The shoemaker’s children go barefoot, they say. As I don’t have children, in my case this paradox applies to myself. I always had the cheapest computer and the cheapest smartphone that are powerful enough for what I need. I never owned a premium technology product, except maybe for an Amstrad PC in 1993: premium build quality, but still modest in specs, it was a 386SX16 with 1 MB RAM and 40 GB HDD–largely enough for Windows 3.1, but the CRT had a 0.39 mm dot pitch instead of the better 0.28 mm that was “premium” at the time. The problem with modest hardware is that it becomes quickly inadequate as the software… um… can I say “evolves” when it actually requires more and more power to do the same thing?

Long story short, I’m now using a more adequate laptop that doesn’t struggle with Windows 10. And the choice wasn’t easy, knowing that usually everything under 2,000 € (VAT-included) is mostly crap. It’s terribly difficult to find a system cheap enough that has a decent CPU, a very good matte screen, a minimum of 256 GB SSD and a HDD, not less than 8 GB RAM, a keyboard that doesn’t suck big time, and a more than marginally usable trackpad (hopefully Synaptics, not ELAN). Lenovo is a no-go: no more shit made by this horrendous company whose cheap line is atrociously cheapo plastico that struggles not to fall apart! Supplementary, I had to dismiss brands such as HP and Fujitsu-Siemens, for they only offer 1 year of commercial warranty.

Eventually, I opted for an Acer, but not from the common Aspire line (whose premium models are in the V Nitro series, and the ones to avoid are in the E series); it’s from the TravelMate series, once their only line of laptops, now more oriented to business users, especially the P6 series.


So it’s an Acer TravelMate P645-S-5505: i5-5200U (so dual-core only), Intel graphics (I’m not a gamer, nor a mechanical engineer), 8 GB RAM, 256 GB SSD + 500 GB HDD, 14″ matte FullHD IPS screen, backlit keyboard, fingerprint sensor, 3G microSIM support, Win 10 Home, 3 USB 3.0 connectors, no optical unit, only 1.6 kg, and a battery that seems to really hold it. List price (MSRP, or UVP in Germany): 1,249 €; previous price at and 1,199 €; price with 30% discount: 839 €. After I bought it, it went out of stock at Saturn for two weeks, now it’s back again at 996 € at Saturn, but permanently unavailable at MediaMarkt. Better models exist (such as with 512 GB SSD), but definitely not for 839 €.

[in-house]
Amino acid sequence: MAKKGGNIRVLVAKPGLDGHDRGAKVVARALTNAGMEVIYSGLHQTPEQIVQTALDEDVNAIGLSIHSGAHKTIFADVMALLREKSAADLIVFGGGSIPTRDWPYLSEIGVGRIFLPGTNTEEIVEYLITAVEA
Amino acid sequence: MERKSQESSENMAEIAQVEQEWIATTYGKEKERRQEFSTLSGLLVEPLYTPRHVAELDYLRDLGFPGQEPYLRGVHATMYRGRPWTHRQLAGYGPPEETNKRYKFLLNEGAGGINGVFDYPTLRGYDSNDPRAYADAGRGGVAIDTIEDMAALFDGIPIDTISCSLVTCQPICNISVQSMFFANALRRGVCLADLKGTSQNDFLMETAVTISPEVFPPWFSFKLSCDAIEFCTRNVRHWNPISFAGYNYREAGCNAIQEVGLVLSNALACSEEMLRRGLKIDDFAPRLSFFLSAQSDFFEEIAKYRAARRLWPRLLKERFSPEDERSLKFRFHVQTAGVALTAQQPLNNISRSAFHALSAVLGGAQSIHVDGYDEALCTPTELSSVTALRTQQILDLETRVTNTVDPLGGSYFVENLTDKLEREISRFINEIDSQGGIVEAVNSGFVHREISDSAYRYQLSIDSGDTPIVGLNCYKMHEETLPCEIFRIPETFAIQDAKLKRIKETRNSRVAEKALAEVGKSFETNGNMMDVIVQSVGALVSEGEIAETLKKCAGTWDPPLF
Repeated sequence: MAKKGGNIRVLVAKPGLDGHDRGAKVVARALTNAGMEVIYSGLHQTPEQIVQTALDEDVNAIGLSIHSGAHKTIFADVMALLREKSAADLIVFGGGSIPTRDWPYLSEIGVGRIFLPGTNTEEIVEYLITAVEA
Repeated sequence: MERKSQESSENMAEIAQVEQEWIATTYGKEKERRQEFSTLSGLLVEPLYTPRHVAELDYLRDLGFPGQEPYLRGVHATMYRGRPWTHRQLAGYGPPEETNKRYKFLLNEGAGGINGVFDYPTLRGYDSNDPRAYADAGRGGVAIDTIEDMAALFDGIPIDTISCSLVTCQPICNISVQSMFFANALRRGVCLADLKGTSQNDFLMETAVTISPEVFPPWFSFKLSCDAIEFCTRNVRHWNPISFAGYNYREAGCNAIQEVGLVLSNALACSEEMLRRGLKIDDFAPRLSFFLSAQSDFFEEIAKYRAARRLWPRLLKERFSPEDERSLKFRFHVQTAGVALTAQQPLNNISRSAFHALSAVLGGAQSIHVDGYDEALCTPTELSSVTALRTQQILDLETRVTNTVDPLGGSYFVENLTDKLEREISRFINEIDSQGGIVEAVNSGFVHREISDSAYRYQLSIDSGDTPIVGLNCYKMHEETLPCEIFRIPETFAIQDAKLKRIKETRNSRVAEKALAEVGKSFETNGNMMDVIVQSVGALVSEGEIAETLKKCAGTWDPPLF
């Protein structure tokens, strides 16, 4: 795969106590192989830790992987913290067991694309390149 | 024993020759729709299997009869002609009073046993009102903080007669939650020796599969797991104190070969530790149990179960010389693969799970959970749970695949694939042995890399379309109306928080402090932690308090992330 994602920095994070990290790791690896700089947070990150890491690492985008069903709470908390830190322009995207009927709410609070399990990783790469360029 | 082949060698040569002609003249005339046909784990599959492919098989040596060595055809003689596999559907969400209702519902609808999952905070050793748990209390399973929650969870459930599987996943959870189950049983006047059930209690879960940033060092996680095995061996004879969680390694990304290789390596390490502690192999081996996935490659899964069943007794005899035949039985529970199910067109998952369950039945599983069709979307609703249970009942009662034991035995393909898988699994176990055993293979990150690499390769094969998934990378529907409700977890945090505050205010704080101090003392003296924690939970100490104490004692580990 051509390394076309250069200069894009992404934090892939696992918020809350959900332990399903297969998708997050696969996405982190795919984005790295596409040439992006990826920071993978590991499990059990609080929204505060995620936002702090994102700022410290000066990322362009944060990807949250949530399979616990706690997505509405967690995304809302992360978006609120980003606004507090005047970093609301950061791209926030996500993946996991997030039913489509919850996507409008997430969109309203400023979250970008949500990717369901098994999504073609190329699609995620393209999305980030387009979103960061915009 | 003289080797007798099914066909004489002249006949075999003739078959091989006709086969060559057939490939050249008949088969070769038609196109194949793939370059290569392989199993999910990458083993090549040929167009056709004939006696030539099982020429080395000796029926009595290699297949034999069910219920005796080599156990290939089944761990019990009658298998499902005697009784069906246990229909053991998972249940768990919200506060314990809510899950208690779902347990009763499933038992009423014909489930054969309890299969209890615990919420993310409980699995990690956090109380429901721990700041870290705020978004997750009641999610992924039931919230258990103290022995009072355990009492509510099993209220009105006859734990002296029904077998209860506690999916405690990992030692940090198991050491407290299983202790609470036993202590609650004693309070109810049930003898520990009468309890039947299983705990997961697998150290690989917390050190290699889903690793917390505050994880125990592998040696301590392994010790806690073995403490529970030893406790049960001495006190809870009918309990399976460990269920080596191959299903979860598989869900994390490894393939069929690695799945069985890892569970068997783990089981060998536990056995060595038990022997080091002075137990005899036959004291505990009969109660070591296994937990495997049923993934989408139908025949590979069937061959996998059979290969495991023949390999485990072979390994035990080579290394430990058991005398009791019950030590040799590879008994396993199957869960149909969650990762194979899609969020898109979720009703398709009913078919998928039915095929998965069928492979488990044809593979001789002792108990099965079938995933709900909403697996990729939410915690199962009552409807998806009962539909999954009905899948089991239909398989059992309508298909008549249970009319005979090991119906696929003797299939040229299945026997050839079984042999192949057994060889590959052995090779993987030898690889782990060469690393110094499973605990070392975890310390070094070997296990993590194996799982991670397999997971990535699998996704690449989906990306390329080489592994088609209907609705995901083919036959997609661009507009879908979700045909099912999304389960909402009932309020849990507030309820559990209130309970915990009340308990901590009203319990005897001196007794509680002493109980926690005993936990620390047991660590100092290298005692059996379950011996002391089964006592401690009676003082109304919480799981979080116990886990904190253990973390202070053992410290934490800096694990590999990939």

To me, this feels premium. Finally, a good screen! And Windows 10 simply asks for a SSD. The keyboard has a German layout, but at least I’m used to the German ENTER key–it’s the same as the UK ENTER key. As a nice touch, TravelMate P6 has an extra-wide ENTER key, something not available on Aspire V3, V5, or VN.

As it happens, I had a previous positive experience with Acer: my TravelMate 5310 from 2007 still works impeccably (except for the battery, which can only last 2-3 minutes), but it’s slow even with Windows 7. The Lenovo G570 that followed is a piece of crap with a fabulous keyboard and an abysmal display…

88pcHere’s a detailed review on of an almost identical configuration, except for the different storage: the reviewed system only comes with a SSD, without the added HDD: Acer TravelMate P645 Notebook Review.

A score of 88% (“very good”) is quite rare with NotebookCheck; most reviewed products fare between 78% and 83% (“good”). The included SSD, Kingston RBU-SNS8100S3256GD, is indeed not the fastest one, but it’s still a decent one.

What were my first experiences with this laptop and its preinstalled copy of Windows 10 Home Deutsch? (Of course, I added English for the UI, I customized it a bit, I installed everything I needed, but before that?)

The installed crapware was easy to remove–the first thing to go was McAfee. Some of the included Acer utilities are actually useful, and I’ve grouped everything that I didn’t uninstall under the same start folder:


ProShield is the fingerprint app, quite stupid as all fingerprint reading systems used on laptops. Why don’t they use sensors that would read the finger just by touch, like in smartphones or door access systems? The need to swipe your finger on a dash-like sensor makes it totally unreliable and very annoying, not to mention that there are no instructions as to how to setup the fingerprint systems (why the heck is it requiring more than one password?). Well, the fingerprint reader came with the system, I didn’t ask for it.

Acer Recovery Management is part of Acer Control Center and it should be used as soon as possible to create a Factory Default Backup on a 16 GB USB stick. As the system, despite being installed on January 16, didn’t include the 1511 update, I had to make a second recovery image with Windows 10 Update 1511 after I updated it.

Acer MotionProtect Manager, which can be disabled, is supposed to park the HDD’s heads when it senses that the notebook is dropped. I can only hope the accelerometer really works…